Appellant admits that, so far as our cases involving injuries to children of a tender age are concerned, this court has followed the rule set out in the instruction to the effect that, if the driver of the automobile, in approaching a child, sees it in a place of safety, he has a right to assume that it will not leave such place of safety and go into the path of his car, and that, if such child, without doing anything to indicate his action, suddenly leaves the place of safety and comes in contact with the automobile, the driver cannot be held to be negligent in failing to anticipate such action on the part of the child. See Bishard v. Engelbeck, 180 Iowa 1132, 164 N.W. 203; Borland v. Lenz, 196 Iowa 1148, 194 N.W. 215; Brekke v. Rothermal, 196 Iowa 1288, 196 N.W. 84; Faatz v. Sullivan, 199 Iowa 875, 200 N.W. 321; Radenhausen v. C., R.I. P. Ry. Co., 205 Iowa 547, 218 N.W. 316; Klink v. Bany, 207 Iowa 1241, 224 N.W. 540, 65 A.L.R. 187; Kessler v. Robbins, 215 Iowa 327, 245 N.W. 284.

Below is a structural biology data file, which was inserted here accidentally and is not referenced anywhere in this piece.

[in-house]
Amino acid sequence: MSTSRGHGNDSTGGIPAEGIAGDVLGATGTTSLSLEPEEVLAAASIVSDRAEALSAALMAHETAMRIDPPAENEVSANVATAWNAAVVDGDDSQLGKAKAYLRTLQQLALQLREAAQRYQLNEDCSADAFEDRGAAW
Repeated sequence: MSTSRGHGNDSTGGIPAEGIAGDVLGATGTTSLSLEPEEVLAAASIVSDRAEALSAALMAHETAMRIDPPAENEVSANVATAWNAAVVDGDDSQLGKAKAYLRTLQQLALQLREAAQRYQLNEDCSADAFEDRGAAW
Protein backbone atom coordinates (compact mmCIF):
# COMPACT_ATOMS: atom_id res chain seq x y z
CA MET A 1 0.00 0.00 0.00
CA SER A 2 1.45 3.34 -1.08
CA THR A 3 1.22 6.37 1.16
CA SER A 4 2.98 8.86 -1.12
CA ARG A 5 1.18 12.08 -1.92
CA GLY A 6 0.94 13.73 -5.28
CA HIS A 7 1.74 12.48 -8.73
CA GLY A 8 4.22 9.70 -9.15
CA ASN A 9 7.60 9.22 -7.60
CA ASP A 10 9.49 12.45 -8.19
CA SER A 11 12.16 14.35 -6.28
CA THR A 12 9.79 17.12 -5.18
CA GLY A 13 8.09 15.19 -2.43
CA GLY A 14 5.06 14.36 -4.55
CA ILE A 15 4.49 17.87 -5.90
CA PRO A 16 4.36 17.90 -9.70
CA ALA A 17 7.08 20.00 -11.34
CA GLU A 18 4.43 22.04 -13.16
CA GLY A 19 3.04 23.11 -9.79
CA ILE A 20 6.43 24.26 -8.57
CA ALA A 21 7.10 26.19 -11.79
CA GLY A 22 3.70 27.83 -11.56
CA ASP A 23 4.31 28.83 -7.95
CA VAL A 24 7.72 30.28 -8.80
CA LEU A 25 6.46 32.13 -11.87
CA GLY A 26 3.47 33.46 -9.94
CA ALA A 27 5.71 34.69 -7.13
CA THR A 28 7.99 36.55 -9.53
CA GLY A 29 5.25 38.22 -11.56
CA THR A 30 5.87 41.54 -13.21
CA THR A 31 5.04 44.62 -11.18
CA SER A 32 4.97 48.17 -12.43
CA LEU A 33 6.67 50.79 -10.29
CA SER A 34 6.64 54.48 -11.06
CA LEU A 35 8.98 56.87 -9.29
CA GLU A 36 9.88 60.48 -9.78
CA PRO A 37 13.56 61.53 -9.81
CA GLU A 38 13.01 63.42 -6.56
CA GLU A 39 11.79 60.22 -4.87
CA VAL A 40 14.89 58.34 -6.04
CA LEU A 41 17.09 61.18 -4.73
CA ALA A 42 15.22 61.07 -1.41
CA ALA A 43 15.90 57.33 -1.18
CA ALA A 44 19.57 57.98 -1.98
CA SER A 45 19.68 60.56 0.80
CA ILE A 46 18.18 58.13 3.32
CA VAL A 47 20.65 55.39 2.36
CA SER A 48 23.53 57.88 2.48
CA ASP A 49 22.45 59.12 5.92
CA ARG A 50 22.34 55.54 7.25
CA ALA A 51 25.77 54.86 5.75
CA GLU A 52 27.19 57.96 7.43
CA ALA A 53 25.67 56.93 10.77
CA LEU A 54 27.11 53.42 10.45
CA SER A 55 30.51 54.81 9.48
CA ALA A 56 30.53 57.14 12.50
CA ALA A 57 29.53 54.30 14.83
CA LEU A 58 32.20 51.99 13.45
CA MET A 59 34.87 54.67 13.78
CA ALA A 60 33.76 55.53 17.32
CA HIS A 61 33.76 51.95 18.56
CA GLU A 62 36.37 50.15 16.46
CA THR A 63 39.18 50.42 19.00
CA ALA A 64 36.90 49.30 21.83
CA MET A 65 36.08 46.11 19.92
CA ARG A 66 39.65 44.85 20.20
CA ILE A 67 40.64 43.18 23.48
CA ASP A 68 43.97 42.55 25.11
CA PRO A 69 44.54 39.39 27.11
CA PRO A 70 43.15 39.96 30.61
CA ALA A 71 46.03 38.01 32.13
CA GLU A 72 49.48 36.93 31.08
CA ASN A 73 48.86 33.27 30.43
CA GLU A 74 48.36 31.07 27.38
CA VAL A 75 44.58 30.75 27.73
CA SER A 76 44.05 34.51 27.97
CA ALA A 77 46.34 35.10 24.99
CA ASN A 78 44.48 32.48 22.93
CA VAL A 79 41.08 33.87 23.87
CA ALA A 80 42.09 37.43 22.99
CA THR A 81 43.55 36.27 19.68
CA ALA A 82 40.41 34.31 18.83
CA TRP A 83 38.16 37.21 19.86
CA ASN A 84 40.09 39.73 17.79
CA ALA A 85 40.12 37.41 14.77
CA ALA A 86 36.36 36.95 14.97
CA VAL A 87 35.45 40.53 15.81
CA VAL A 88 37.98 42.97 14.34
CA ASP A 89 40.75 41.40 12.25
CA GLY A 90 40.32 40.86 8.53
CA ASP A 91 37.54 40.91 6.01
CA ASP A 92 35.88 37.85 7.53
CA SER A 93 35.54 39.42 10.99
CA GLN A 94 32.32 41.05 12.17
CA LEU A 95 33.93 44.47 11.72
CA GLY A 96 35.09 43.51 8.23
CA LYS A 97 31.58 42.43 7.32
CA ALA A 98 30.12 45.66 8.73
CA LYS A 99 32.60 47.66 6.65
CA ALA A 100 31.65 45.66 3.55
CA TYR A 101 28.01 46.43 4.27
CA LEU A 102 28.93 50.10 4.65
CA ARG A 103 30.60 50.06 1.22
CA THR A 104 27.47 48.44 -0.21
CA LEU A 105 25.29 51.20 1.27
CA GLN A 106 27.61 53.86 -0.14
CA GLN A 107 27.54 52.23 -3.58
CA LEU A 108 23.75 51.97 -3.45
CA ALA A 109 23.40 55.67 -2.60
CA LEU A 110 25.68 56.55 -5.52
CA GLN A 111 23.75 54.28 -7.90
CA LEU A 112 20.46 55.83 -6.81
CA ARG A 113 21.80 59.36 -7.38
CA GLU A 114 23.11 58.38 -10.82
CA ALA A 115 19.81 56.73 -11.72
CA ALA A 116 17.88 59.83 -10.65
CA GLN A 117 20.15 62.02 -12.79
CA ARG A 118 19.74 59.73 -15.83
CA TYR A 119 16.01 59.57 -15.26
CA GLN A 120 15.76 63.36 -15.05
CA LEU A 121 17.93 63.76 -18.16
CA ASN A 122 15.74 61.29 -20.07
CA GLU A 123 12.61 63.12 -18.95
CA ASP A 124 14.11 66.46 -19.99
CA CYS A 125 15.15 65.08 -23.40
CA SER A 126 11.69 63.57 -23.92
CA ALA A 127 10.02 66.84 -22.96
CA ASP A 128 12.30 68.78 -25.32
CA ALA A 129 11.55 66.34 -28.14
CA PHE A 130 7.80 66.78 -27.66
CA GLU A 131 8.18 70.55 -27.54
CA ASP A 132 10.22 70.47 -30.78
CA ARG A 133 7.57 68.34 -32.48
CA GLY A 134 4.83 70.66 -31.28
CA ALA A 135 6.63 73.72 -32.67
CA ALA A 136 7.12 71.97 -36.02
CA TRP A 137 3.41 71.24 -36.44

Appellant contends, however, that this court, in the recent case of Allen v. Des Moines Railway Company, 218 Iowa 286, 253 N.W. 143, has indicated its intention to depart from the strictness of the rule which has heretofore been followed, and to adopt the rule sanctioned by the courts of Pennsylvania and other states, which holds that, when the driver of an automobile sees children of tender age upon the highway or in close proximity thereto, he is bound to *Page 1053 realize that such children do not use the prudence and caution of mature persons, but that, on the contrary, they may, without any previous indication of such action, suddenly dart into the pathway of his car. While, in our opinion, the Allen case does not indicate an intention to depart from the rule which we have hitherto followed, it does, perhaps, place a limitation on such rule to the extent that a person approaching such child would not have a right to ignore the apparent fact that such child's attention was otherwise occupied and that it might not realize the danger of going into the pathway of the on-coming car. In the case of Johnson v. Abbotts Alderney Dairies, 295 Pa. 548,145 A. 605, which was quoted by us with approval in the case of Allen v. Des Moines Railway Company, supra, it was said that, "`when children are on the street, or in the act of crossing, plainly visible, his [the driver's] obvious duty on approaching the spot is to bring his car under such control as the circumstances demand, so that, responsive to the child's capricious acts, he can stop to avoid injury.'" (Italics are ours.) The case of Silberstein v. Showell, Fryer Co., 267 Pa. 298, 109 A. 701, 703, used this language: